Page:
Design, implementation and evaluation of a model for service-learning in pharmacy (slip) at a Tertiary hospital
Parker, Mariam B.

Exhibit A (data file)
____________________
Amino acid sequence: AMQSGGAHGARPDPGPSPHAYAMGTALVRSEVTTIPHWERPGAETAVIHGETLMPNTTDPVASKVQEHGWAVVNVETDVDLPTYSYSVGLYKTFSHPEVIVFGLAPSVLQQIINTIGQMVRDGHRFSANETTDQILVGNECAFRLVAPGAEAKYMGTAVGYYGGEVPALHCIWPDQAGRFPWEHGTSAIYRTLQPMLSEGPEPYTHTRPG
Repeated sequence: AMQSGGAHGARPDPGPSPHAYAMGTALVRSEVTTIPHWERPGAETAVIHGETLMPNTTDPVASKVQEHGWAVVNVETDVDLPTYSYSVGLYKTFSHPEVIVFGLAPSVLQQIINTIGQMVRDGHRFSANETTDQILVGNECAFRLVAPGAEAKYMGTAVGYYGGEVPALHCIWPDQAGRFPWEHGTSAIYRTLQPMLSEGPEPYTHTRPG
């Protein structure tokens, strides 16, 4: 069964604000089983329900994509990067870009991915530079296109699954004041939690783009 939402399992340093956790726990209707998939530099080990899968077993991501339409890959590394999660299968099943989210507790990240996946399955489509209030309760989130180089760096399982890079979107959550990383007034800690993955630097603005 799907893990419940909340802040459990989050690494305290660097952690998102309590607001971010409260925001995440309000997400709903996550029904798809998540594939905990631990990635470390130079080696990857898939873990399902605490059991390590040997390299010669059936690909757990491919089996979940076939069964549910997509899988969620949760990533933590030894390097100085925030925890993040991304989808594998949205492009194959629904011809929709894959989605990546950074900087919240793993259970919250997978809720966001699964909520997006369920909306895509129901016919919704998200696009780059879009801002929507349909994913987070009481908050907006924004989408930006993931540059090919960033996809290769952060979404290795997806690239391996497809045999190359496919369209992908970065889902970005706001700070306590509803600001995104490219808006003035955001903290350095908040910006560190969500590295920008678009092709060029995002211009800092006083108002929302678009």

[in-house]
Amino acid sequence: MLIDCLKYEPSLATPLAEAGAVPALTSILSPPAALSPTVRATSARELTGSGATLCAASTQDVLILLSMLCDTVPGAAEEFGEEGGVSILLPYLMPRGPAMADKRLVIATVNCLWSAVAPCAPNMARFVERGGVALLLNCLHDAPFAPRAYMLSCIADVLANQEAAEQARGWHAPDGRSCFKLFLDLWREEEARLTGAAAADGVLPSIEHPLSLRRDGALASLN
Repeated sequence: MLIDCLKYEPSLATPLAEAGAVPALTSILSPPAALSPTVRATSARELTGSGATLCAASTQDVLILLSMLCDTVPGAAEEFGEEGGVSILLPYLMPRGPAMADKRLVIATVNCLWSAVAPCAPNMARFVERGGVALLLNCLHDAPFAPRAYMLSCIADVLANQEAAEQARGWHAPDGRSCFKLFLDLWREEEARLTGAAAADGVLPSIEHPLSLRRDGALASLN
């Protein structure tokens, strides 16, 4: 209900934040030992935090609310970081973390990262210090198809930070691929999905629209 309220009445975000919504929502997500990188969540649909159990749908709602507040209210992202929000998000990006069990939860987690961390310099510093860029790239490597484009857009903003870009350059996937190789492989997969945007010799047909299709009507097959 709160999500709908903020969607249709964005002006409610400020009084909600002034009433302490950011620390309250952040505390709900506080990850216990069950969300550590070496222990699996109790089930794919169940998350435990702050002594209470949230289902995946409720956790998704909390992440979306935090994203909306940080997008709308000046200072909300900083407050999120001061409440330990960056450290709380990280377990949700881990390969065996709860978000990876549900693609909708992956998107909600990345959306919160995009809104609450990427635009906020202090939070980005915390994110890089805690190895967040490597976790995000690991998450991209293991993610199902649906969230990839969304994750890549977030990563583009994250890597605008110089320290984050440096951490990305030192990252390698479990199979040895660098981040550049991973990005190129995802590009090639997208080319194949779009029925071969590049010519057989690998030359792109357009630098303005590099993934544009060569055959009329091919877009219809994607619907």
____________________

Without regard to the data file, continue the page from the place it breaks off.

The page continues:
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Background In recent years the focus of pharmacy practice has changed from being primarily ‘drugcentred to’ one which is ‘patient-centred’ (El-Awady et al., 2006, p.1). Developments in pharmacy curricula worldwide are reflecting this change. Pharmacy courses no longer concentrate primarily on theoretical content, but increasingly on the ability of students to apply their theoretical knowledge in practice.The South African Pharmacy Council (SAPC) requires that pharmacy education and training in South Africa equips pharmacists for the roles they will take on in practice. In order to accomplish this, the SAPC has prescribed competency unit standards for entry level pharmacists which may serve as a guide for pharmacy educators. A significant challenge in pharmacy education is the application of theory in practice settings(Bucciarelli et al., 2007), which possibly affects the ability of entry-level pharmacists to meet the SAPC unit standard competencies. The dire shortage of pharmacists in public sector health settings further emphasizes the need for a level of competency of entry level pharmacists so that they may enter the workplace ready to serve the medicine related needs of society.Service-learning is defined as experiential learning in which students engage in structured activities that address community needs and promote learning. The purpose of this study was to design, implement and evaluate a Service-learning in Pharmacy (SLIP) intervention which is intended to serve as a generic model which can be used in tertiary hospital pharmacies. The SLIP intervention aimed to promote student learning by providing opportunities for students to engage in structured activities, while simultaneously alleviating pharmacy workload.Methods: The study was directed to UWC final year pharmacy students and pharmacists employed at a hospital pharmacy. Qualitative and quantitative research methods were used in evaluating this pre- and post-intervention enquiry. Qualitative evaluation methods included pre- and post- focus group discussions with students to assess student knowledge and expectations of SLIP. Covert observation of pharmacists was used to assess current views and receptivity toward student activities during the SLIP course. Quantitative evaluation methods included pre- and post-intervention student competency assessments in areas of hospital pharmacy practice (compounding, dispensing and clinic/ward pharmacy), and pre- and post-intervention questionnaires which assessed pharmacists’ views and receptivity toward SLIP. Results Students (n=16) and pharmacists (n=9) who were involved in the intervention comprised the study cohort.Qualitative: Pre-intervention, students indicated a lack of confidence and apprehension toward SLIP. Pharmacy managers were anxious about lack of time and space and the additional burden of training students. Post- intervention, students experienced a sense of professionalism and could connect with varied theoretical knowledge. They were both enthusiastic about this style of learning (“saw the pharmacy profession with new eyes”) and realized the need for more skills development in clinical pharmacy. Pharmacists’ receptivity to SLIP increased once student contribution to service delivery became evident.Quantitative: Student competency in areas of hospital pharmacy practice increased as a result of their participation in the Tygerberg SLIP model. Students also made a valuable contribution to service delivery at Tygerberg hospital pharmacy. This was quantified as the total number of services in compounding (n= 807), dispensing (n=2090) and clinic/ward services (n= 37). Conclusion:The SLIP intervention resulted in improved perceptions and receptivity of pharmacists to service learning initiatives. Students’ level of competency increased in hospital pharmacy practice and they contributed to service delivery at Tygerberg hospital pharmacy. Further studies are needed to evaluate the impact of the SLIP model on patient care and health outcomes.